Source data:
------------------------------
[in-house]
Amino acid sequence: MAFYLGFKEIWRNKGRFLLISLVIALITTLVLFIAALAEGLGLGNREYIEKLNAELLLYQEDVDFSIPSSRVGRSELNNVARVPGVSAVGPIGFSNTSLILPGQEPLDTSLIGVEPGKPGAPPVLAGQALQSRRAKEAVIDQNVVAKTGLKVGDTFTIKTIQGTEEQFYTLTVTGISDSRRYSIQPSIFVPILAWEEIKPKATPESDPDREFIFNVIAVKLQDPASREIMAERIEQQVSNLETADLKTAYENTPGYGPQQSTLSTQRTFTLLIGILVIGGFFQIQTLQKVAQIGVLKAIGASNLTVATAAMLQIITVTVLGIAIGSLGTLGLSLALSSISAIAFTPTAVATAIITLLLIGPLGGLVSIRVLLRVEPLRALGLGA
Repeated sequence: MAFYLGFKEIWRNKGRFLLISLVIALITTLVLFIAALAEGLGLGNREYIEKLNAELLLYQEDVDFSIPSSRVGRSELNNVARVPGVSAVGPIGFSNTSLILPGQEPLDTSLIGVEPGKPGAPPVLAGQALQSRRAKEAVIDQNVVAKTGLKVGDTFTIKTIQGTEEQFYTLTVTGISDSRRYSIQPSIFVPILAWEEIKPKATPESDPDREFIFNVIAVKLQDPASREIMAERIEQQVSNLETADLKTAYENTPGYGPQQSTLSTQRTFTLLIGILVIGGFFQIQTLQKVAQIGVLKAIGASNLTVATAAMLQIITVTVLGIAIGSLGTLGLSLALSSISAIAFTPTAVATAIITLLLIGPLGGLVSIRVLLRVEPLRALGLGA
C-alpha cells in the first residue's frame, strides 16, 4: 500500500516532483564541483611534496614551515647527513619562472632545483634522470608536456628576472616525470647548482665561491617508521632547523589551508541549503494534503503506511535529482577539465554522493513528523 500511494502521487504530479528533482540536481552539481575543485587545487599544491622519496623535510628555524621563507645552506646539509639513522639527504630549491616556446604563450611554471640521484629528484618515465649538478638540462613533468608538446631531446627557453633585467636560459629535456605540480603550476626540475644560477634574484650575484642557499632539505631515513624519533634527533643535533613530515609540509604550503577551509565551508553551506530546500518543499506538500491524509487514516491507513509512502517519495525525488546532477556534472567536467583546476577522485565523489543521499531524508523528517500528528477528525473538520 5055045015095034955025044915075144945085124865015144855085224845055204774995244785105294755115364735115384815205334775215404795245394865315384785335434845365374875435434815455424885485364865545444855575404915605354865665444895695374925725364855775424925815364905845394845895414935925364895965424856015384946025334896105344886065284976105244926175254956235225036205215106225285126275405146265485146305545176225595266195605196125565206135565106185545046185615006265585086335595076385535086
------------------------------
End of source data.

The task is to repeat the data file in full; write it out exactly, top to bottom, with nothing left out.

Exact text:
[in-house]
Amino acid sequence: MAFYLGFKEIWRNKGRFLLISLVIALITTLVLFIAALAEGLGLGNREYIEKLNAELLLYQEDVDFSIPSSRVGRSELNNVARVPGVSAVGPIGFSNTSLILPGQEPLDTSLIGVEPGKPGAPPVLAGQALQSRRAKEAVIDQNVVAKTGLKVGDTFTIKTIQGTEEQFYTLTVTGISDSRRYSIQPSIFVPILAWEEIKPKATPESDPDREFIFNVIAVKLQDPASREIMAERIEQQVSNLETADLKTAYENTPGYGPQQSTLSTQRTFTLLIGILVIGGFFQIQTLQKVAQIGVLKAIGASNLTVATAAMLQIITVTVLGIAIGSLGTLGLSLALSSISAIAFTPTAVATAIITLLLIGPLGGLVSIRVLLRVEPLRALGLGA
Repeated sequence: MAFYLGFKEIWRNKGRFLLISLVIALITTLVLFIAALAEGLGLGNREYIEKLNAELLLYQEDVDFSIPSSRVGRSELNNVARVPGVSAVGPIGFSNTSLILPGQEPLDTSLIGVEPGKPGAPPVLAGQALQSRRAKEAVIDQNVVAKTGLKVGDTFTIKTIQGTEEQFYTLTVTGISDSRRYSIQPSIFVPILAWEEIKPKATPESDPDREFIFNVIAVKLQDPASREIMAERIEQQVSNLETADLKTAYENTPGYGPQQSTLSTQRTFTLLIGILVIGGFFQIQTLQKVAQIGVLKAIGASNLTVATAAMLQIITVTVLGIAIGSLGTLGLSLALSSISAIAFTPTAVATAIITLLLIGPLGGLVSIRVLLRVEPLRALGLGA
C-alpha cells in the first residue's frame, strides 16, 4: 500500500516532483564541483611534496614551515647527513619562472632545483634522470608536456628576472616525470647548482665561491617508521632547523589551508541549503494534503503506511535529482577539465554522493513528523 500511494502521487504530479528533482540536481552539481575543485587545487599544491622519496623535510628555524621563507645552506646539509639513522639527504630549491616556446604563450611554471640521484629528484618515465649538478638540462613533468608538446631531446627557453633585467636560459629535456605540480603550476626540475644560477634574484650575484642557499632539505631515513624519533634527533643535533613530515609540509604550503577551509565551508553551506530546500518543499506538500491524509487514516491507513509512502517519495525525488546532477556534472567536467583546476577522485565523489543521499531524508523528517500528528477528525473538520 5055045015095034955025044915075144945085124865015144855085224845055204774995244785105294755115364735115384815205334775215404795245394865315384785335434845365374875435434815455424885485364865545444855575404915605354865665444895695374925725364855775424925815364905845394845895414935925364895965424856015384946025334896105344886065284976105244926175254956235225036205215106225285126275405146265485146305545176225595266195605196125565206135565106185545046185615006265585086335595076385535086